(Via Hawaii News Now)
Parents of students enrolled in two different preschools on Navy Region Hawai’i properties are scrambling to find a new place to send their children after word they will be closing in a matter of weeks.
“May 31st they said their doors are closed. As parents we’re all saying, ‘well, what can we do to help? Do you need to raise tuition?’ and they just said right now the doors will be closed,” Gina Lewis, a St. George’s Episcopal Church & Preschool parent. Her son will be graduating this year, but she intended for her 3-year-old daughter to enroll there.
“I’m just kind of waiting for call backs and filling out application forms and keeping my fingers crossed,” explained Rita Wilcox, a St. George’s Episcopal Church & Preschool parent. Her daughter is four, but because her birthday is in November, she’s not eligible for Kindergarten this fall.
St. George Episcopal Preschool has been leasing land from the Navy for decades, but parents learned Tuesday — the church was told they’d need to buy it, if they wanted to stay open.
“I wish that the Navy would have come up with another alternative, because its their own people that they’re affecting by this decision. It’s extremely frustrating that they waited until this late in the game to say, by the way, figure something else out,” said Megan Newman, a St. George’s Episcopal Church & Preschool parent.
Navy Region Hawai’i provided Hawaii News Now the following statement: “St. George’s Church is located on Navy property, but in a publicly accessible area near ASSETS School. On November 7, 2013, the Episcopal Church in Hawaii was given the opportunity to purchase this property from the Navy pursuant to special legislation. The church has until May 6, 2014 to accept the offer and two years after any acceptance to actually complete a purchase of the property. The Episcopal Church in Hawaii has not responded as of March 12, 2014 to the Navy’s offer.”
St. George’s Episcopal Church leaders say they notified parents when it was clear they’d be unable to raise the $2 million needed.
“It’s hard for us knowing that we’ve been able to have a positive impact with the military community here with the preschool that we’ve offered,” said Father Paul Klitzke, Vicar of St. George’s Episcopal Church & Preschool.
But St. George’s Episcopal Preschool isn’t the only one closing, just down the road the Montessori Center of Pearl Harbor is also shutting down.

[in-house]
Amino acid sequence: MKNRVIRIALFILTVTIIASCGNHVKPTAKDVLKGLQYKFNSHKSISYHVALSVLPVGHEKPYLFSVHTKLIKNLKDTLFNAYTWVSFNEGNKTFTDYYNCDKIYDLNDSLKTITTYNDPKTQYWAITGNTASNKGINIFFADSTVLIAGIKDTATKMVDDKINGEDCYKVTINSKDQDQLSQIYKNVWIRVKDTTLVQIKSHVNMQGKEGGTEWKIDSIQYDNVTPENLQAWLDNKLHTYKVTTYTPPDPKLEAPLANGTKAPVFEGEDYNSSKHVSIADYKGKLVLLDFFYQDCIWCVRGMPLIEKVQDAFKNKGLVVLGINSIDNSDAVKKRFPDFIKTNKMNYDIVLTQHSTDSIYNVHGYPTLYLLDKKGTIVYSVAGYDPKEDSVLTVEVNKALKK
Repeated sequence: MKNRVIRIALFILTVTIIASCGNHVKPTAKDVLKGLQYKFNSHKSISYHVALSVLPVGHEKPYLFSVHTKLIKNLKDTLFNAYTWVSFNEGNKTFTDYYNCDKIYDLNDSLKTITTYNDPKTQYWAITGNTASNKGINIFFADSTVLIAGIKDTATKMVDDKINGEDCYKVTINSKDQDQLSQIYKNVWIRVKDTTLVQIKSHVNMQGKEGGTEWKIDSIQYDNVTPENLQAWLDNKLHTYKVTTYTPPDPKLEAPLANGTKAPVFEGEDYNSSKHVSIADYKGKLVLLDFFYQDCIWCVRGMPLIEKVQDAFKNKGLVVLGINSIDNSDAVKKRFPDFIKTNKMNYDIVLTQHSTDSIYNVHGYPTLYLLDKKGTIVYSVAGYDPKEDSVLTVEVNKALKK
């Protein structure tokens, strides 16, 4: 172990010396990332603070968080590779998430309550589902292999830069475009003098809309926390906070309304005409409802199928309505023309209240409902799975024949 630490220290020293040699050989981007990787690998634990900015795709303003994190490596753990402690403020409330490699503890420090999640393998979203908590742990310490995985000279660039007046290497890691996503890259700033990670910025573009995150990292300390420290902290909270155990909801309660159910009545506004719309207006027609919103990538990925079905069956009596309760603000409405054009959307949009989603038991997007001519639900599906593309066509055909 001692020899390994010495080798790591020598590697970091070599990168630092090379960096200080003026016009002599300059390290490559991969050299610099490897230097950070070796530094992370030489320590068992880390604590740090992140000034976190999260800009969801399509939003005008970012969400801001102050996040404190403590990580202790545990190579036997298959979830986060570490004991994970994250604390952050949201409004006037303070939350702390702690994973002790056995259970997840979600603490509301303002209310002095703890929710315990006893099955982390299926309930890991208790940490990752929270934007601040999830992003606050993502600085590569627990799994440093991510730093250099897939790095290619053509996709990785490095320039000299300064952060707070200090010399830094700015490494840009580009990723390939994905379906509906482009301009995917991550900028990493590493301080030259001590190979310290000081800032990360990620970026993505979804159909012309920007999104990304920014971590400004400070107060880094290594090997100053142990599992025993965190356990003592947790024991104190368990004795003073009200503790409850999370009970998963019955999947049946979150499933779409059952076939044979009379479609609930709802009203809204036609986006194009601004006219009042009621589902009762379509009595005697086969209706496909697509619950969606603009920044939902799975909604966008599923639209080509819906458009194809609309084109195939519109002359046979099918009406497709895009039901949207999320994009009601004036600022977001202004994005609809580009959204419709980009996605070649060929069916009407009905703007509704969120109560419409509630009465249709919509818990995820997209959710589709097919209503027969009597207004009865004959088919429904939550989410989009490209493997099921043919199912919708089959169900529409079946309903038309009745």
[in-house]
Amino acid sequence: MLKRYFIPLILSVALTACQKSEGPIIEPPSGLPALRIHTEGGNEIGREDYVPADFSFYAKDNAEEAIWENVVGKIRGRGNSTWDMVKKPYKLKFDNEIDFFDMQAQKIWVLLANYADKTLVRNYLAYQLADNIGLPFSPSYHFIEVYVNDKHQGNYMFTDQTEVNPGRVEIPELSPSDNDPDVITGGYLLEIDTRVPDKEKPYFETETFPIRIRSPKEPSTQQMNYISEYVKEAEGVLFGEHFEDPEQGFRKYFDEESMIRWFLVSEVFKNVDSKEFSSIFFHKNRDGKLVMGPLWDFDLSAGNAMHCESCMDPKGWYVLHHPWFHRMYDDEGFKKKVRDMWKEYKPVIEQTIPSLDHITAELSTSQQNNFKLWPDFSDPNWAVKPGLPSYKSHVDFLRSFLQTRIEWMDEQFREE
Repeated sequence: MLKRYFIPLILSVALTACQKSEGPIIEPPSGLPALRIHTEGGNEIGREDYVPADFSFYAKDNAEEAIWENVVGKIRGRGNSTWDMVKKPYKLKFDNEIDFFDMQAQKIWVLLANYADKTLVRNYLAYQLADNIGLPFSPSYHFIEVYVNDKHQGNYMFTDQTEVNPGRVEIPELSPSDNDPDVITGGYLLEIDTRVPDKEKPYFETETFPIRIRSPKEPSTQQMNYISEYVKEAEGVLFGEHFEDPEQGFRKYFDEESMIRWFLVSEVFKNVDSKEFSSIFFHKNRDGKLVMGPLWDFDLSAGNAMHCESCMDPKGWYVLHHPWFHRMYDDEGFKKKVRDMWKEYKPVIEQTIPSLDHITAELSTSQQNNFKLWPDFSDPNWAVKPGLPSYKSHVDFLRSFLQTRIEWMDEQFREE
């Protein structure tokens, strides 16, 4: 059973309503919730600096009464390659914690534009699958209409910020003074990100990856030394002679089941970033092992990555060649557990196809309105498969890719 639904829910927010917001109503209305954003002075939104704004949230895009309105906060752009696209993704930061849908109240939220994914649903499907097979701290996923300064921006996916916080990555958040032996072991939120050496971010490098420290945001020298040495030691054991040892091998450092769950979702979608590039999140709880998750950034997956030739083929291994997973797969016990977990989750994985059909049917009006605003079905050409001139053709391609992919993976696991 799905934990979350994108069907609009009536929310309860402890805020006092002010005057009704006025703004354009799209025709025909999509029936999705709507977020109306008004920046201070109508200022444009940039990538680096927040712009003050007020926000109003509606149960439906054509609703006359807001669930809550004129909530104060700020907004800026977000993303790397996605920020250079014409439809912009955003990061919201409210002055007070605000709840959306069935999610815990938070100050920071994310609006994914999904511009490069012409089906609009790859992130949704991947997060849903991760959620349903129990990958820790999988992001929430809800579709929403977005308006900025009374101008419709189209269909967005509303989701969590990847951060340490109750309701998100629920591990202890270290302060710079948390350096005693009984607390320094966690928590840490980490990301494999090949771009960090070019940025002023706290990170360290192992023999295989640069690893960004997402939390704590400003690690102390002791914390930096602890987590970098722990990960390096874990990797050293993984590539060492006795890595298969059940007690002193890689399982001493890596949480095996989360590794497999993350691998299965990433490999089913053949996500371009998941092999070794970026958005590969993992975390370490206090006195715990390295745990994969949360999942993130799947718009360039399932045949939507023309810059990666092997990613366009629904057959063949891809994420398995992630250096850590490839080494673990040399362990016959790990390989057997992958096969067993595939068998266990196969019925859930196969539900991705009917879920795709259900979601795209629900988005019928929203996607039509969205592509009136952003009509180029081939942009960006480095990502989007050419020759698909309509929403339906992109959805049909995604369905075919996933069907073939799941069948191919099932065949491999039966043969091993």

“The Montessori preschool has been there since 1986. They were invited to this base by the then Commanding Officer Admiral Frank Boyle and that was because the parents needed a high-quality preschool. They needed it to be affordable and they needed it to be close to the military base. Admiral Boyle stated that if they put it on this base that they would be able to do rent-free which would make it affordable for military families,” explained Mai Lan Isler, a Montessori Center of Pearl Harbor parent.
Parents say the preschool was informed last fall their rent-free arrangement was coming to an end. They say school officials explained they can’t come up with the estimated $55,000 in maintenance and utilities, plus an additional $17,000 to cover a “true market value” appraisal fee to determine their rental amount.
“In accordance with current Navy policy, Non-Federal Entities (NFE) such as Montessori Center of Pearl Harbor are required to pay for fees, expenses, and rent at fair market value in connection with their desired use of Navy real property. MCPH’s current license agreement will expire on June 30, 2014, and MCPH was provided advance notice of this policy on Sept. 9, 2013. In order to enter a new agreement with the Navy, MCPH (as with other NFEs) is required to comply with policy,” Navy officials wrote in a statement provided to Hawaii News Now.
“Montessori Center of Pearl Harbor leaders and teachers have provided dedicated service to families over many years operating on Navy property (at Makalapa Compound on Joint Base Pearl Harbor-Hickam). We understand this is a significant change in operating costs to the Montessori Center of Pearl Harbor. However, since the school has indicated that it will not be able to pay certain costs, the Navy is required to take steps pursuant to the SECNAV Instruction,” wrote Navy officials.
Parents are hoping for a miracle, or a change of heart, before doors close at the end of June.
“There is no replacement for a quality education and there is no replacement for the love and family that the Montessori provides. It truly is about doing the best you can for all the kids and not about making a profit and we just would like to continue,” said Tanya Hertel, a Montessori Center of Pearl Harbor parent.